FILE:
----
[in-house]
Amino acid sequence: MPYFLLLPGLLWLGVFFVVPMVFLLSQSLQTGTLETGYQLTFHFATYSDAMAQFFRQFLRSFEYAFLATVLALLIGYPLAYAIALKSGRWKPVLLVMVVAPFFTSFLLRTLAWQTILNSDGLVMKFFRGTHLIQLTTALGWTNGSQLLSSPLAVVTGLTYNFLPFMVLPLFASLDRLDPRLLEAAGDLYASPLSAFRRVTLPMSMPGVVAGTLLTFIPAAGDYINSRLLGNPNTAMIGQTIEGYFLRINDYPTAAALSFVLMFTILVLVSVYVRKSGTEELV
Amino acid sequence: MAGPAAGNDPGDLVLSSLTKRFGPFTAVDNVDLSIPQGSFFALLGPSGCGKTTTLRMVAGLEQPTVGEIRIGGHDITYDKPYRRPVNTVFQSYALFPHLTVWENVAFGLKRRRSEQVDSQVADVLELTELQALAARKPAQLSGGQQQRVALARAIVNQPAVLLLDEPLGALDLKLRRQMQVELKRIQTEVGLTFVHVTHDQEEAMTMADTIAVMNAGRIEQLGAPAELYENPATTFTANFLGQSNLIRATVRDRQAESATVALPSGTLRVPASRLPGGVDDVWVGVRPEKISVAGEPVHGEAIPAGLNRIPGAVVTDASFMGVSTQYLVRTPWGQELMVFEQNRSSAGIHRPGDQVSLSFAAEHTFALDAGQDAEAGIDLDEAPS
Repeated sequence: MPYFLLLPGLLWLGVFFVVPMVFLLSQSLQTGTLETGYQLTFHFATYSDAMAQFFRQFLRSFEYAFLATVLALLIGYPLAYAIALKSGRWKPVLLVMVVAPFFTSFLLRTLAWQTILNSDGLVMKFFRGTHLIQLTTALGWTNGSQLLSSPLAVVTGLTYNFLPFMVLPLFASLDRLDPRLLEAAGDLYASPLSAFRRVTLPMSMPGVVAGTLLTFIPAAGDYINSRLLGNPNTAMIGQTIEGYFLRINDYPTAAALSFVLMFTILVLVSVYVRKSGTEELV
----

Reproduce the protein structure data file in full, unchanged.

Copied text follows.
[in-house]
Amino acid sequence: MPYFLLLPGLLWLGVFFVVPMVFLLSQSLQTGTLETGYQLTFHFATYSDAMAQFFRQFLRSFEYAFLATVLALLIGYPLAYAIALKSGRWKPVLLVMVVAPFFTSFLLRTLAWQTILNSDGLVMKFFRGTHLIQLTTALGWTNGSQLLSSPLAVVTGLTYNFLPFMVLPLFASLDRLDPRLLEAAGDLYASPLSAFRRVTLPMSMPGVVAGTLLTFIPAAGDYINSRLLGNPNTAMIGQTIEGYFLRINDYPTAAALSFVLMFTILVLVSVYVRKSGTEELV
Amino acid sequence: MAGPAAGNDPGDLVLSSLTKRFGPFTAVDNVDLSIPQGSFFALLGPSGCGKTTTLRMVAGLEQPTVGEIRIGGHDITYDKPYRRPVNTVFQSYALFPHLTVWENVAFGLKRRRSEQVDSQVADVLELTELQALAARKPAQLSGGQQQRVALARAIVNQPAVLLLDEPLGALDLKLRRQMQVELKRIQTEVGLTFVHVTHDQEEAMTMADTIAVMNAGRIEQLGAPAELYENPATTFTANFLGQSNLIRATVRDRQAESATVALPSGTLRVPASRLPGGVDDVWVGVRPEKISVAGEPVHGEAIPAGLNRIPGAVVTDASFMGVSTQYLVRTPWGQELMVFEQNRSSAGIHRPGDQVSLSFAAEHTFALDAGQDAEAGIDLDEAPS
Repeated sequence: MPYFLLLPGLLWLGVFFVVPMVFLLSQSLQTGTLETGYQLTFHFATYSDAMAQFFRQFLRSFEYAFLATVLALLIGYPLAYAIALKSGRWKPVLLVMVVAPFFTSFLLRTLAWQTILNSDGLVMKFFRGTHLIQLTTALGWTNGSQLLSSPLAVVTGLTYNFLPFMVLPLFASLDRLDPRLLEAAGDLYASPLSAFRRVTLPMSMPGVVAGTLLTFIPAAGDYINSRLLGNPNTAMIGQTIEGYFLRINDYPTAAALSFVLMFTILVLVSVYVRKSGTEELV